In treatment for addiction, a relapse is a situation where addictive behavior, once in remission or retreat, reappears with renewed vigor. Through our programs for relapse prevention in The Woodlands, we tell our patients that once an addictive condition forms, it is natural for it to persist. It is the aim of rehab to train addicts in the skills needed to keep forces of relapse under control. It requires ongoing management. With current scientific understanding of addictions, therapy in the form of relapse prevention treatment programs in the Woodlands is the most effective way to do this.
The pleasure or reward center is the region of the brain that is responsible for positive feelings such as joy, love or contentment. It is the responsibility of the pleasure center not only to produce feelings of pleasure, but also form deep connections to the activities that set it off. When an addict uses an addictive substance, the euphoria or pleasure that it produces comes through its effect on the pleasure center. Since the center also learns the connection to activities that cause pleasure, the result is a very deep psychological attachment to the drug that has caused the pleasure. Addictive behavior keeps coming back in relapse simply because the brain has a permanent psychological connection to addictive behavior that is impossible to break.
Such psychological addiction cannot be treated or cured with medications and detox. Psychological skills and treatment are the only hope. This is what relapse prevention offers.
In simple language, relapse prevention therapy is a set of different psychological training approaches. Their aim is to help addicts come by the level of self-knowledge, self-control, motivation and moral resilience needed to recognize and fight relapse.
Drug relapse prevention therapy starts with drug detox in the Woodlands but begins in earnest the day detox completes. Therapists work with the patient, determine the areas in which they may have psychological difficulties asserting control, and offer therapy to help shore up those areas.
A thorough education: The fight against relapse of addictive behavior can be that much harder when the addict doesn't understand what brings it on and makes it worse. Helping each patient get up to speed on the latest in addiction science can offer great strength in the fight. The patient is able to visualize each step of the way what he should and shouldn't do to help fight relapse.
As an example, when relapses occur, they do not appear overnight. They gradually build up over a week or longer, crossing several specific steps. There is the emotional relapse stage that includes a general mood instability, for example, followed by the mental relapse stage that includes active fantasizing. An addict who is aware of these stages can recognize them better and engage in therapy to help fight the building of relapse.
Cognitive-behavioral therapy: Cognitive-behavioral therapy is the primary defense deployed against relapse. It is used in multiple ways, and against a variety of challenges.
Trigger management is one of these methods. Research indicates that relapses follow a specific pattern. After detox, the recovering addict enjoys a period of calm when he experiences excellent self-restraint. After weeks of such easy abstinence, the addict enters a period of excessive confidence. At this time, a situation usually arrives that challenges his resolve. Caught with his guard down, the addict succumbs and slips into active use.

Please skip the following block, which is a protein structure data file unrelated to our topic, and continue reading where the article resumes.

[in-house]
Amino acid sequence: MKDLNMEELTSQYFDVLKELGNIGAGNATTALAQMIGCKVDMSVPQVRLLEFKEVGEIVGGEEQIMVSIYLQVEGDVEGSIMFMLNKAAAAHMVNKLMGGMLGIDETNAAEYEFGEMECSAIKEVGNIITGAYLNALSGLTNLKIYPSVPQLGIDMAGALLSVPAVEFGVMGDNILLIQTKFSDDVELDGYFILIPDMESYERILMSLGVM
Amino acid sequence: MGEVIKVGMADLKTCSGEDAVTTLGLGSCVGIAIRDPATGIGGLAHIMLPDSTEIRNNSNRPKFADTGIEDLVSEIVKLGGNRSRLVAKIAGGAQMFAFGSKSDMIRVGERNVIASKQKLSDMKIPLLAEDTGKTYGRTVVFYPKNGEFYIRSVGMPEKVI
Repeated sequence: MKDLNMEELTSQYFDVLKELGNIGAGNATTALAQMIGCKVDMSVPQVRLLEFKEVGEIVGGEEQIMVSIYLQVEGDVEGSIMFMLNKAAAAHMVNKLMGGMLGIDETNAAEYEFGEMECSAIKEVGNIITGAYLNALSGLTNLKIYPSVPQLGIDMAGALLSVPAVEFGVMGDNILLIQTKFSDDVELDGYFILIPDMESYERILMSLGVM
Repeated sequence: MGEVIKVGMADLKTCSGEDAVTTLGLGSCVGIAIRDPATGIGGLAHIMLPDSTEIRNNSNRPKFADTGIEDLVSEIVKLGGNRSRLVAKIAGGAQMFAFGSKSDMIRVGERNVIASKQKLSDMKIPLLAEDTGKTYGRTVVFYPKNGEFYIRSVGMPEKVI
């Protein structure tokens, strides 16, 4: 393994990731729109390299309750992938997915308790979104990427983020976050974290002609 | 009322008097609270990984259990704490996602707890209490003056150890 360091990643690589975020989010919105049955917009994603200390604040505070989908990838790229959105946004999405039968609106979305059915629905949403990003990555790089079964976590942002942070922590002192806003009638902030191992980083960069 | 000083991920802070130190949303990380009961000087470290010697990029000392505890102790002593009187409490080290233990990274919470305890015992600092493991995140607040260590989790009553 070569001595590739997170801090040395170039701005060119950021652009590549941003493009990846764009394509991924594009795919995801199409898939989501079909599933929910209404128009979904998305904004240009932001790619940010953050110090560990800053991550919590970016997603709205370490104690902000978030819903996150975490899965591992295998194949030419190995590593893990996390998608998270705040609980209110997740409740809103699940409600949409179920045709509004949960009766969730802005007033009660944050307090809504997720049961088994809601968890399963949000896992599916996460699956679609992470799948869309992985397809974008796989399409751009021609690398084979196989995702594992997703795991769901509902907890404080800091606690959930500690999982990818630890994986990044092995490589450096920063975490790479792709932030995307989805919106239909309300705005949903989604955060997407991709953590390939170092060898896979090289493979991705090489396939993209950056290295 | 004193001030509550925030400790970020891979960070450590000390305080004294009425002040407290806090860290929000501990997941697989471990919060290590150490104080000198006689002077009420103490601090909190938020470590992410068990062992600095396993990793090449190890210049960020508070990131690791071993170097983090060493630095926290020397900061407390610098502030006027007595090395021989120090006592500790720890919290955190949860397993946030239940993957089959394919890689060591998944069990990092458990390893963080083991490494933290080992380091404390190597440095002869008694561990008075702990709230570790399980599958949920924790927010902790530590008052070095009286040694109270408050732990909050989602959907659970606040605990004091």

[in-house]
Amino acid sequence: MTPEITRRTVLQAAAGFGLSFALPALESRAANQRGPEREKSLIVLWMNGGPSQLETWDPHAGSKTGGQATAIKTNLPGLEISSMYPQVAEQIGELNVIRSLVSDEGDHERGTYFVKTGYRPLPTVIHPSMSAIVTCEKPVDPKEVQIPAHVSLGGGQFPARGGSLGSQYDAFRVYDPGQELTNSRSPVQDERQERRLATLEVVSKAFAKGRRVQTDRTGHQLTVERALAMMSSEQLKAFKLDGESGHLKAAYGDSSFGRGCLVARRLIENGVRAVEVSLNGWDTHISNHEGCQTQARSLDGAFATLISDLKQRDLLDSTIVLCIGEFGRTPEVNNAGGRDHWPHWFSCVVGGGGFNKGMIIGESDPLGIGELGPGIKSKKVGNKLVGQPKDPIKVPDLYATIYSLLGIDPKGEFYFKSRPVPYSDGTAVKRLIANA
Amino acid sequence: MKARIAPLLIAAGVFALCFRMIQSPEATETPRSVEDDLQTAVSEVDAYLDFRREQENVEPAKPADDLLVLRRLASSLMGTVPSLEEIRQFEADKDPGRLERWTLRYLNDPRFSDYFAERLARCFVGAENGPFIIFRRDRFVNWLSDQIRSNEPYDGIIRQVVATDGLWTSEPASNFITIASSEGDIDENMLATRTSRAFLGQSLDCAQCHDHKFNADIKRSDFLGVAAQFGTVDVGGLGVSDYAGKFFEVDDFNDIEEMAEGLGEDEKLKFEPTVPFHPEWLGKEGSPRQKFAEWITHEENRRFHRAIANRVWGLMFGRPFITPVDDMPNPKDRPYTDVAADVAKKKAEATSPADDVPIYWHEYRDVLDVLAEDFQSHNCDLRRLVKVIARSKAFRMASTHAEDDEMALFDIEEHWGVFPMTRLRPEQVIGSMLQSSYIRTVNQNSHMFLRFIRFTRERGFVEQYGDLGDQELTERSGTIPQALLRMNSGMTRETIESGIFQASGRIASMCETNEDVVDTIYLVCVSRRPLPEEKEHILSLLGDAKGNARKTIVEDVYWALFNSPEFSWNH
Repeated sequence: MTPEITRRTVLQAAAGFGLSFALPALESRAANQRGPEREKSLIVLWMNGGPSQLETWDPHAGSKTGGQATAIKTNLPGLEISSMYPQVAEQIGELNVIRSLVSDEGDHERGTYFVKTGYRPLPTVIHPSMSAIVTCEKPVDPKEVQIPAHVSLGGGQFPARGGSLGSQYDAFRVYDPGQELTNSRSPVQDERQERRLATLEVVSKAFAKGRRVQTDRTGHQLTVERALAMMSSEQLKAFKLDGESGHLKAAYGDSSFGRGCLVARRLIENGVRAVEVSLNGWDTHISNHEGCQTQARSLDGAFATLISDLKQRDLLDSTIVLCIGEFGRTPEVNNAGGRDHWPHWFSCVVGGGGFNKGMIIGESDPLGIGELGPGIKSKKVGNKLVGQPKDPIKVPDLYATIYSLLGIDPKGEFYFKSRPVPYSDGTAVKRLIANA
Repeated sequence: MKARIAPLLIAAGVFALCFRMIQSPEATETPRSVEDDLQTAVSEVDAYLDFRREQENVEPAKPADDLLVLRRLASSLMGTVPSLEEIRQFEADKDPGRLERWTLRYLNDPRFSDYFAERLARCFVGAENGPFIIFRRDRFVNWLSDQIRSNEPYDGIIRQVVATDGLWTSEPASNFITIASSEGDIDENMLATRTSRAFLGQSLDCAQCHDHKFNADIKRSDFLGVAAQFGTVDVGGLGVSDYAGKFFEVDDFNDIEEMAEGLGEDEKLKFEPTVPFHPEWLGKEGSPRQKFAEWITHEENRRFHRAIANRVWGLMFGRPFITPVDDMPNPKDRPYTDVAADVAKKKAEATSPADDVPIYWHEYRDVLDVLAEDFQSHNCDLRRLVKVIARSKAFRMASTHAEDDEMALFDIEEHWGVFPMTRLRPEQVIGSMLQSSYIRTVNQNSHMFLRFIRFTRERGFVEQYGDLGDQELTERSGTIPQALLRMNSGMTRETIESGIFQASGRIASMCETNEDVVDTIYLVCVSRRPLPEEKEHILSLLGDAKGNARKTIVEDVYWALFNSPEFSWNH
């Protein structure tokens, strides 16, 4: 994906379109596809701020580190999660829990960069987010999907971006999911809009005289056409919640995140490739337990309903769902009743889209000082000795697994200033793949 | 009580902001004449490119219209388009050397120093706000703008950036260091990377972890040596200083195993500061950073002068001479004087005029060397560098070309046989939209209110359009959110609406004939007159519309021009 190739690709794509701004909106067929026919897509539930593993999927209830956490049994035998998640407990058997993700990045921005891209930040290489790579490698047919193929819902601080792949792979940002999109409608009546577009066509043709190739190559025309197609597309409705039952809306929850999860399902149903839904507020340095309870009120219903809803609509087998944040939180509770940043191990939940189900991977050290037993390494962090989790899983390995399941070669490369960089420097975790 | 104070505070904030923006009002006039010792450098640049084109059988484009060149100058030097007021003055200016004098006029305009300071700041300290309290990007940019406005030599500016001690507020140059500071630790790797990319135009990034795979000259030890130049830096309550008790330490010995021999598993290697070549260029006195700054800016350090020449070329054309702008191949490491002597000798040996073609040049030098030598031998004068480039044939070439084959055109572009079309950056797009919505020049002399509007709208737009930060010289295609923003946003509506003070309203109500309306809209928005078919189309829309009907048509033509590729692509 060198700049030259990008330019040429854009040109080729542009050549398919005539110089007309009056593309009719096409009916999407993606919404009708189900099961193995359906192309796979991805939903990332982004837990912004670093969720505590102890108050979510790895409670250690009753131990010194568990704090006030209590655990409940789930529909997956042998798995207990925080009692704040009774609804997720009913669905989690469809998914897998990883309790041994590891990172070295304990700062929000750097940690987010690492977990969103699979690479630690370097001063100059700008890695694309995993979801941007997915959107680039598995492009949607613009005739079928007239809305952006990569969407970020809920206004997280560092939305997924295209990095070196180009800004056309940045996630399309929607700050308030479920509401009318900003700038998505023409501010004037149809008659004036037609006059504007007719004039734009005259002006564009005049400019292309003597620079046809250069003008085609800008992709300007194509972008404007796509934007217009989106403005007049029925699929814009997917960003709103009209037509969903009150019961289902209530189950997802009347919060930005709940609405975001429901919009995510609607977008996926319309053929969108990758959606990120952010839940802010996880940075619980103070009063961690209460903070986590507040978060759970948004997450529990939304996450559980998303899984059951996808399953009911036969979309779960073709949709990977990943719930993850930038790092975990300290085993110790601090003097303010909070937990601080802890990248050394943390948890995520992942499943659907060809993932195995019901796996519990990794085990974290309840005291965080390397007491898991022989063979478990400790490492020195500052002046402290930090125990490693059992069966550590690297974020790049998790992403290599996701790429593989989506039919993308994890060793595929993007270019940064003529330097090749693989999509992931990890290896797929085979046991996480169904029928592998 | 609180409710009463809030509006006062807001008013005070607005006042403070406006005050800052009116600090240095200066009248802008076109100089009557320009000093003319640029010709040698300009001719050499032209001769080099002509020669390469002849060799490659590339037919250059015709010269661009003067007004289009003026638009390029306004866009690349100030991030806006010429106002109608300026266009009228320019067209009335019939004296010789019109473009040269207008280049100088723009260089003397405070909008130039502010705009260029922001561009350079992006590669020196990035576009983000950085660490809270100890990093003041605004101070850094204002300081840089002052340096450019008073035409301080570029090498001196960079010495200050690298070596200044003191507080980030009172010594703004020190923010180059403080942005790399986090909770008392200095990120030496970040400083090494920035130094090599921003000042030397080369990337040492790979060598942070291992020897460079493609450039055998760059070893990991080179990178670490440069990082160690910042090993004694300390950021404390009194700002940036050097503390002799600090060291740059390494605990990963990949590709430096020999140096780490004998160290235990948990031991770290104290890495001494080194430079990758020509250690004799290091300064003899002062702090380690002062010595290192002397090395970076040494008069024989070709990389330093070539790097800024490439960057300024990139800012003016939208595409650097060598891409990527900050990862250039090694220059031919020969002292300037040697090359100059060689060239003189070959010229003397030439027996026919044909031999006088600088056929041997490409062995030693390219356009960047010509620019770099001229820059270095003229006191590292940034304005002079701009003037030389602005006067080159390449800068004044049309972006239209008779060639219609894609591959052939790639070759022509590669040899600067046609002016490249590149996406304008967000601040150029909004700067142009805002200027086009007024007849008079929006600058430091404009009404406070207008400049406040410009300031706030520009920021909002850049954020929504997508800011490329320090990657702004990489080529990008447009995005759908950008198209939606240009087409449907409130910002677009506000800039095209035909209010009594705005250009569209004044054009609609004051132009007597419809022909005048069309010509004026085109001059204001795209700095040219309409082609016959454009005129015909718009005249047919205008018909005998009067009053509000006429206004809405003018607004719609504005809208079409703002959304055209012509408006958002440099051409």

Research has indicated that in three out of four instances of relapse, the situation that challenges the addict's resolve is one of the following: relationship problems, social pressure or emotional stress.
These are triggers. If the addict has psychological training to anticipate and resist these specific challenges, he enjoys a 75% chance of remaining relapse free. In CBT, then, therapists work to help patients with trigger management in these specific areas. Patients learn ways to avoid these triggers altogether by avoiding relationship problems and old, drug using friends who tempt them in stressful situations. Each recovering addict is also provided with a mentor to call anytime they may feel their resolve slip.
CBT is applied in a number of other ways as well. When a therapist finds that a patient is troubled by poor focus, negative thought patterns or a tendency to excessive guilt, these can be helped. The more emotionally stable an addict is, the greater his self-control.
A variety of other therapeutic approaches exist, as well. In our program for relapse prevention in the Woodlands, for example, we offer moral reconation therapy to help patients who have trouble finding their internal moral compass, and motivational interviewing to help patients who need to get in touch with a source of internal motivation to get better. Alternative therapy such as art therapy can help in certain situations where patients need a way to emotionally express themselves in their search for greater emotional stability.
While each one of these therapeutic approaches is effective, it's important to find a therapist who is a good emotional and temperamental support to the patient. If you would like to speak to some of the best addiction relapse prevention therapists in this region, we would like you to call us to learn more about our programs for relapse prevention in the Woodlands at (713) 292-1193.